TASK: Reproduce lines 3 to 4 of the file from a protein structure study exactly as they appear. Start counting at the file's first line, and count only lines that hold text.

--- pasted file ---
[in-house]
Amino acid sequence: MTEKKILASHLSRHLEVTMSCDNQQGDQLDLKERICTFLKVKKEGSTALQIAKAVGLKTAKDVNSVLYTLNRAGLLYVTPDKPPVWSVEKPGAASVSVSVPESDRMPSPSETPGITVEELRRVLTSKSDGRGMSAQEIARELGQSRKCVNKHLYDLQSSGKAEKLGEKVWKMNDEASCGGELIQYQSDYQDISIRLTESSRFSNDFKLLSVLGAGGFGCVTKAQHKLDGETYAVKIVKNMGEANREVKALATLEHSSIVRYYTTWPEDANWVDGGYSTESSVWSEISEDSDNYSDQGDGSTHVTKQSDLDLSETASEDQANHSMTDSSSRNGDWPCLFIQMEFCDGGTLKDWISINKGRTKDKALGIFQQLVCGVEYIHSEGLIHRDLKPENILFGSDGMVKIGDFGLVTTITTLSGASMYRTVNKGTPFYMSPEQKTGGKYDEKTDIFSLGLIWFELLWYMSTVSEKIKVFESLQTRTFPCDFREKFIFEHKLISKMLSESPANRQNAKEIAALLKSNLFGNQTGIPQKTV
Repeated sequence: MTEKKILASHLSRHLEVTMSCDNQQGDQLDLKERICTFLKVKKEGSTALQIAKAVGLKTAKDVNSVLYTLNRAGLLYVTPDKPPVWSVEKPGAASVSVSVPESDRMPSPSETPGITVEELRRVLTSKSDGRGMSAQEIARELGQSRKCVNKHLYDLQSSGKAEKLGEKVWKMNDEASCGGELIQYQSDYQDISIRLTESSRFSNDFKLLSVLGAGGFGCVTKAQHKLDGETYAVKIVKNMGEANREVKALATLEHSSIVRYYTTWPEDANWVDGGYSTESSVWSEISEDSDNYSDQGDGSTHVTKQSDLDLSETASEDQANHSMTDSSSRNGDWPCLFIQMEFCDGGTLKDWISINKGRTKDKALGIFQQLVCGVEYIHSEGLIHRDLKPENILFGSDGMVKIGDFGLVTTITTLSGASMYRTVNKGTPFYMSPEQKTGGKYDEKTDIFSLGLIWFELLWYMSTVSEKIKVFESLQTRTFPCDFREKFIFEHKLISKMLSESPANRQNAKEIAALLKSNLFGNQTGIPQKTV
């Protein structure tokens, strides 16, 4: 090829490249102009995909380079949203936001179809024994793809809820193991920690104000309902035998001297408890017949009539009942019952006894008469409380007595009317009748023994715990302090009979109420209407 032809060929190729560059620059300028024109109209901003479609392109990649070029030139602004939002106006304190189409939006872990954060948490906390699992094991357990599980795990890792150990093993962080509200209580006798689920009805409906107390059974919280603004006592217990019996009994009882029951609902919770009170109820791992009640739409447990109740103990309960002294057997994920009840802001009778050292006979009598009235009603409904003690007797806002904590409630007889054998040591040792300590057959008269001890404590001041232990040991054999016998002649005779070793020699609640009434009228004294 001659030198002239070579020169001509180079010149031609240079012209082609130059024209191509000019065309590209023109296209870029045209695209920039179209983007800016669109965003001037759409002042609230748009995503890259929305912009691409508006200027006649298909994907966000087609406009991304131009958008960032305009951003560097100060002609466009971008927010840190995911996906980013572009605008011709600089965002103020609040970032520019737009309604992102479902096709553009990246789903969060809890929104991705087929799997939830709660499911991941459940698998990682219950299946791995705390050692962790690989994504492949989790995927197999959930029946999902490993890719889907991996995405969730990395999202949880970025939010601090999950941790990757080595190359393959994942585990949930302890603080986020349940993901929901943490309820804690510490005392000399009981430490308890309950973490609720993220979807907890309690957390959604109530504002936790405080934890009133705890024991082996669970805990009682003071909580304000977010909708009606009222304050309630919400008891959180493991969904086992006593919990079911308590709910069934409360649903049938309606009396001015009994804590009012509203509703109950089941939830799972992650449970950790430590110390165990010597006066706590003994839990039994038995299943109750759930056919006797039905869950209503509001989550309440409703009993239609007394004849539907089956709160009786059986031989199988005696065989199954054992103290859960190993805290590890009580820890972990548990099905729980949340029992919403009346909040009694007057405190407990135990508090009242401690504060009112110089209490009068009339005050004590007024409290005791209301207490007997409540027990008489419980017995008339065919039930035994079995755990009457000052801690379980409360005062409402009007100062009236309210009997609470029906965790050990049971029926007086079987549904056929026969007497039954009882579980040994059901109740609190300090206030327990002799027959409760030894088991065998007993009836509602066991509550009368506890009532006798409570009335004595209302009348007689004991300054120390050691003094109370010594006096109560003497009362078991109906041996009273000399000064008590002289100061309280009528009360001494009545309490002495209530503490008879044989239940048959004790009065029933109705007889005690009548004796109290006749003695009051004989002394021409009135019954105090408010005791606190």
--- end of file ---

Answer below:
Repeated sequence: MTEKKILASHLSRHLEVTMSCDNQQGDQLDLKERICTFLKVKKEGSTALQIAKAVGLKTAKDVNSVLYTLNRAGLLYVTPDKPPVWSVEKPGAASVSVSVPESDRMPSPSETPGITVEELRRVLTSKSDGRGMSAQEIARELGQSRKCVNKHLYDLQSSGKAEKLGEKVWKMNDEASCGGELIQYQSDYQDISIRLTESSRFSNDFKLLSVLGAGGFGCVTKAQHKLDGETYAVKIVKNMGEANREVKALATLEHSSIVRYYTTWPEDANWVDGGYSTESSVWSEISEDSDNYSDQGDGSTHVTKQSDLDLSETASEDQANHSMTDSSSRNGDWPCLFIQMEFCDGGTLKDWISINKGRTKDKALGIFQQLVCGVEYIHSEGLIHRDLKPENILFGSDGMVKIGDFGLVTTITTLSGASMYRTVNKGTPFYMSPEQKTGGKYDEKTDIFSLGLIWFELLWYMSTVSEKIKVFESLQTRTFPCDFREKFIFEHKLISKMLSESPANRQNAKEIAALLKSNLFGNQTGIPQKTV
């Protein structure tokens, strides 16, 4: 090829490249102009995909380079949203936001179809024994793809809820193991920690104000309902035998001297408890017949009539009942019952006894008469409380007595009317009748023994715990302090009979109420209407 032809060929190729560059620059300028024109109209901003479609392109990649070029030139602004939002106006304190189409939006872990954060948490906390699992094991357990599980795990890792150990093993962080509200209580006798689920009805409906107390059974919280603004006592217990019996009994009882029951609902919770009170109820791992009640739409447990109740103990309960002294057997994920009840802001009778050292006979009598009235009603409904003690007797806002904590409630007889054998040591040792300590057959008269001890404590001041232990040991054999016998002649005779070793020699609640009434009228004294 001659030198002239070579020169001509180079010149031609240079012209082609130059024209191509000019065309590209023109296209870029045209695209920039179209983007800016669109965003001037759409002042609230748009995503890259929305912009691409508006200027006649298909994907966000087609406009991304131009958008960032305009951003560097100060002609466009971008927010840190995911996906980013572009605008011709600089965002103020609040970032520019737009309604992102479902096709553009990246789903969060809890929104991705087929799997939830709660499911991941459940698998990682219950299946791995705390050692962790690989994504492949989790995927197999959930029946999902490993890719889907991996995405969730990395999202949880970025939010601090999950941790990757080595190359393959994942585990949930302890603080986020349940993901929901943490309820804690510490005392000399009981430490308890309950973490609720993220979807907890309690957390959604109530504002936790405080934890009133705890024991082996669970805990009682003071909580304000977010909708009606009222304050309630919400008891959180493991969904086992006593919990079911308590709910069934409360649903049938309606009396001015009994804590009012509203509703109950089941939830799972992650449970950790430590110390165990010597006066706590003994839990039994038995299943109750759930056919006797039905869950209503509001989550309440409703009993239609007394004849539907089956709160009786059986031989199988005696065989199954054992103290859960190993805290590890009580820890972990548990099905729980949340029992919403009346909040009694007057405190407990135990508090009242401690504060009112110089209490009068009339005050004590007024409290005791209301207490007997409540027990008489419980017995008339065919039930035994079995755990009457000052801690379980409360005062409402009007100062009236309210009997609470029906965790050990049971029926007086079987549904056929026969007497039954009882579980040994059901109740609190300090206030327990002799027959409760030894088991065998007993009836509602066991509550009368506890009532006798409570009335004595209302009348007689004991300054120390050691003094109370010594006096109560003497009362078991109906041996009273000399000064008590002289100061309280009528009360001494009545309490002495209530503490008879044989239940048959004790009065029933109705007889005690009548004796109290006749003695009051004989002394021409009135019954105090408010005791606190």